Phasor Measurement Units Time Synchronization Attack, Detection, Protection and Control, 10-R8393
Ben A. Abbott
Inclusive Dates: 05/28/13 – 09/28/13
Background — Phasor Measurement Units (PMUs) are data acquisition devices that measure electrical waves on the electrical grid and share a time source. PMUs provide initially unavailable information to help manage and improve power systems. Advances in technology allow PMUs to provide extremely accurate synchronized phasor (representation of a sinusoidal function) measurements (synchrophasors) from across the power system to enable new decision-making capabilities to help improve system reliability. PMUs currently collect data from substations and other locations within the grid to evaluate its past behavior. PMUs have been used recently to manage the Bulk Electric System (BES) consisting of generators, substations, and 100kV and higher voltage transmission lines. PMU time synchronization is critical to the correct operation and maintenance of the grid operations. Typically, clock synchronization accuracies on the order of a few microseconds are necessary for the proper BES management function. Global Positioning System technology is currently used to provide the common time source; however, an attacker could jam GPS, or worse, spoof it, resulting in potential grid destabilization.
Approach — The goal of this project was to develop SwRI's understanding of its potential client's needs and commercialization limitations while setting up the groundwork for the development of GPS-spoofing detection technologies and providing a viable solution. The technical approach had five tasks:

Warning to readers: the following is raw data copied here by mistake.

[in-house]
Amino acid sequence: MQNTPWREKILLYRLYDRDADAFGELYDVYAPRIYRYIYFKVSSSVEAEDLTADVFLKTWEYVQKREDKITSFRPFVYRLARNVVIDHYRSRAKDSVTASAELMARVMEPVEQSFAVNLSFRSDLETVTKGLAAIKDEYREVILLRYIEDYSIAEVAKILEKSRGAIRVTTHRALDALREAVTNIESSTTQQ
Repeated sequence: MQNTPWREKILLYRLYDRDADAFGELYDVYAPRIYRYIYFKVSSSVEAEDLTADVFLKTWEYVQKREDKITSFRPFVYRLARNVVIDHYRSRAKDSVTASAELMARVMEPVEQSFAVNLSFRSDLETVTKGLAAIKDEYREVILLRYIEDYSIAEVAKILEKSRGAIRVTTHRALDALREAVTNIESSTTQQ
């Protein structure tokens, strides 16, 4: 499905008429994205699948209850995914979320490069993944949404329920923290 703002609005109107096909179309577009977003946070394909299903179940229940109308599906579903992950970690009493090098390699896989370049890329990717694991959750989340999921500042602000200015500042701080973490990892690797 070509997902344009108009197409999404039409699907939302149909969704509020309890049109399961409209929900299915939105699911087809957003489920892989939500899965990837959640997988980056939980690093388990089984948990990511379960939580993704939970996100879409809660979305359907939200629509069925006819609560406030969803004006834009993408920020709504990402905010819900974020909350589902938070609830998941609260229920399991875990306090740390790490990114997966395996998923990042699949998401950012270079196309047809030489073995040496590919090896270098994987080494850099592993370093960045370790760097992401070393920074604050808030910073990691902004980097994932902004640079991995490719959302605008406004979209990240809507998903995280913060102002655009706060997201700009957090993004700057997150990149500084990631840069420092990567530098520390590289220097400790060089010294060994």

- Define experiments and evaluation approach
- Design attack and defense algorithms
- Design and implement prototype system
- Whitebox space attack experiments
- Evaluate results and report
Accomplishments — The project produced algorithms and methodologies and an invention disclosure (in progress) to detect and fight through GPS attacks. These results were presented at the Worldwide Graphical System Design Conference and at the North American SynchroPhasor Initiative (NASPI) in August and October 2013, respectively. Additionally, a budgetary estimate has been submitted to a commercial client to further develop the technology and integrate it into their product line. There have also been several business contacts with different companies with interest in this research including a research and development institution from Mexico where this PMU technology is currently being used more aggressively to operate the electrical grid.